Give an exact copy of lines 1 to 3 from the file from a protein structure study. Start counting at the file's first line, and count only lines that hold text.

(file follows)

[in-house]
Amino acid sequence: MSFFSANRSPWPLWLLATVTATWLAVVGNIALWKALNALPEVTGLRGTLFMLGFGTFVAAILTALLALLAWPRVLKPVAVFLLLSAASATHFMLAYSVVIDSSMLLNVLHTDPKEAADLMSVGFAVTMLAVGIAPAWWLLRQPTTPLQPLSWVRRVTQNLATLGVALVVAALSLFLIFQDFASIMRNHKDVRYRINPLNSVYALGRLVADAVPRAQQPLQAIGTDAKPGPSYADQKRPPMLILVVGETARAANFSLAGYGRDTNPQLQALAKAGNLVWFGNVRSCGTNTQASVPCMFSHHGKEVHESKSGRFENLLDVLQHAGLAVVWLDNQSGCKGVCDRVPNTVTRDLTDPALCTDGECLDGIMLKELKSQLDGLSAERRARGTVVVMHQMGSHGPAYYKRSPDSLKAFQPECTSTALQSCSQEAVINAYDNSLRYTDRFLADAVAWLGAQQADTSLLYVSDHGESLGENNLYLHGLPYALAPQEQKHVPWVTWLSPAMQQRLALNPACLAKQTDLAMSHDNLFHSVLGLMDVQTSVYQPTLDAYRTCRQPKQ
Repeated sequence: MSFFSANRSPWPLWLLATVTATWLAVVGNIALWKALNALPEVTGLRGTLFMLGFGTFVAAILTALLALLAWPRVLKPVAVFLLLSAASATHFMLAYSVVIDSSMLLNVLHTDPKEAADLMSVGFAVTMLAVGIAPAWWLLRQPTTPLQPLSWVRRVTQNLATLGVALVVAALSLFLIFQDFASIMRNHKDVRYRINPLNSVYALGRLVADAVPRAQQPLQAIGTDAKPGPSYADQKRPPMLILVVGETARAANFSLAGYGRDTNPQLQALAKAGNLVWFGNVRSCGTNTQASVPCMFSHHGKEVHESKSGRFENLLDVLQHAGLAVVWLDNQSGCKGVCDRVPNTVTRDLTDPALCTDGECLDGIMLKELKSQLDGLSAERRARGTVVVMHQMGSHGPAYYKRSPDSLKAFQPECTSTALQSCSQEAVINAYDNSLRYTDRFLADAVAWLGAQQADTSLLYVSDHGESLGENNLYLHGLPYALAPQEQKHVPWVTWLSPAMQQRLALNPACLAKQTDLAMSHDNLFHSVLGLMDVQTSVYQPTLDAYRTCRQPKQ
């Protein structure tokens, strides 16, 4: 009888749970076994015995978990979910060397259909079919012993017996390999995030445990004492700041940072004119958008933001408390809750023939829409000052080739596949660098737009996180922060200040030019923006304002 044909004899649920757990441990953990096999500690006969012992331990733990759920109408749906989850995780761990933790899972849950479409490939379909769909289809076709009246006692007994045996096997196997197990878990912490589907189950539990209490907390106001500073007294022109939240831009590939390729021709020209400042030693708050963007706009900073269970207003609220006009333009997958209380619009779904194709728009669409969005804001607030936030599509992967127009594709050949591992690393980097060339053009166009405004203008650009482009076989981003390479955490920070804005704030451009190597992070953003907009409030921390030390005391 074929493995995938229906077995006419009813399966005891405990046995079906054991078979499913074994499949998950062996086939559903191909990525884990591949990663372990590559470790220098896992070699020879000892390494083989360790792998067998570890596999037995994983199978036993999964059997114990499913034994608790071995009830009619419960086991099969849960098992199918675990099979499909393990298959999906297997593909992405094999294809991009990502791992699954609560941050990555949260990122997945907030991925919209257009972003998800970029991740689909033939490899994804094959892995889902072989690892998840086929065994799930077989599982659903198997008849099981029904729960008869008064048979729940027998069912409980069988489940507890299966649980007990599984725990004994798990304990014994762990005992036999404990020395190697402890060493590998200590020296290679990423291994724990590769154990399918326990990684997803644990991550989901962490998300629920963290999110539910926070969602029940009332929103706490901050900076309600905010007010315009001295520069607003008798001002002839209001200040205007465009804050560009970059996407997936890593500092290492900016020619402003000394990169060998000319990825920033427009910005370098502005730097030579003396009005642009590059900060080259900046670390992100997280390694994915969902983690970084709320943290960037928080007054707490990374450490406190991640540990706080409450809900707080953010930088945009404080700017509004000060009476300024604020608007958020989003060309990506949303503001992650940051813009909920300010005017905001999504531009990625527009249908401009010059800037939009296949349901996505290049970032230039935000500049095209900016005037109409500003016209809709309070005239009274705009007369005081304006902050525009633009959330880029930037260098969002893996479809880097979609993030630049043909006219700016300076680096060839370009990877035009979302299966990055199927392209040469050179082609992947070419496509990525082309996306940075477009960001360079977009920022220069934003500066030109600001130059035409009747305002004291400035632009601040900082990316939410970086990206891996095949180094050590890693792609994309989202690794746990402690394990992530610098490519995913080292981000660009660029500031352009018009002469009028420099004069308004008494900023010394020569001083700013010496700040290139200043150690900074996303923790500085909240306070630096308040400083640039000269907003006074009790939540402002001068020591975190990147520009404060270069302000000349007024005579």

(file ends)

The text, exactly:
[in-house]
Amino acid sequence: MSFFSANRSPWPLWLLATVTATWLAVVGNIALWKALNALPEVTGLRGTLFMLGFGTFVAAILTALLALLAWPRVLKPVAVFLLLSAASATHFMLAYSVVIDSSMLLNVLHTDPKEAADLMSVGFAVTMLAVGIAPAWWLLRQPTTPLQPLSWVRRVTQNLATLGVALVVAALSLFLIFQDFASIMRNHKDVRYRINPLNSVYALGRLVADAVPRAQQPLQAIGTDAKPGPSYADQKRPPMLILVVGETARAANFSLAGYGRDTNPQLQALAKAGNLVWFGNVRSCGTNTQASVPCMFSHHGKEVHESKSGRFENLLDVLQHAGLAVVWLDNQSGCKGVCDRVPNTVTRDLTDPALCTDGECLDGIMLKELKSQLDGLSAERRARGTVVVMHQMGSHGPAYYKRSPDSLKAFQPECTSTALQSCSQEAVINAYDNSLRYTDRFLADAVAWLGAQQADTSLLYVSDHGESLGENNLYLHGLPYALAPQEQKHVPWVTWLSPAMQQRLALNPACLAKQTDLAMSHDNLFHSVLGLMDVQTSVYQPTLDAYRTCRQPKQ
Repeated sequence: MSFFSANRSPWPLWLLATVTATWLAVVGNIALWKALNALPEVTGLRGTLFMLGFGTFVAAILTALLALLAWPRVLKPVAVFLLLSAASATHFMLAYSVVIDSSMLLNVLHTDPKEAADLMSVGFAVTMLAVGIAPAWWLLRQPTTPLQPLSWVRRVTQNLATLGVALVVAALSLFLIFQDFASIMRNHKDVRYRINPLNSVYALGRLVADAVPRAQQPLQAIGTDAKPGPSYADQKRPPMLILVVGETARAANFSLAGYGRDTNPQLQALAKAGNLVWFGNVRSCGTNTQASVPCMFSHHGKEVHESKSGRFENLLDVLQHAGLAVVWLDNQSGCKGVCDRVPNTVTRDLTDPALCTDGECLDGIMLKELKSQLDGLSAERRARGTVVVMHQMGSHGPAYYKRSPDSLKAFQPECTSTALQSCSQEAVINAYDNSLRYTDRFLADAVAWLGAQQADTSLLYVSDHGESLGENNLYLHGLPYALAPQEQKHVPWVTWLSPAMQQRLALNPACLAKQTDLAMSHDNLFHSVLGLMDVQTSVYQPTLDAYRTCRQPKQ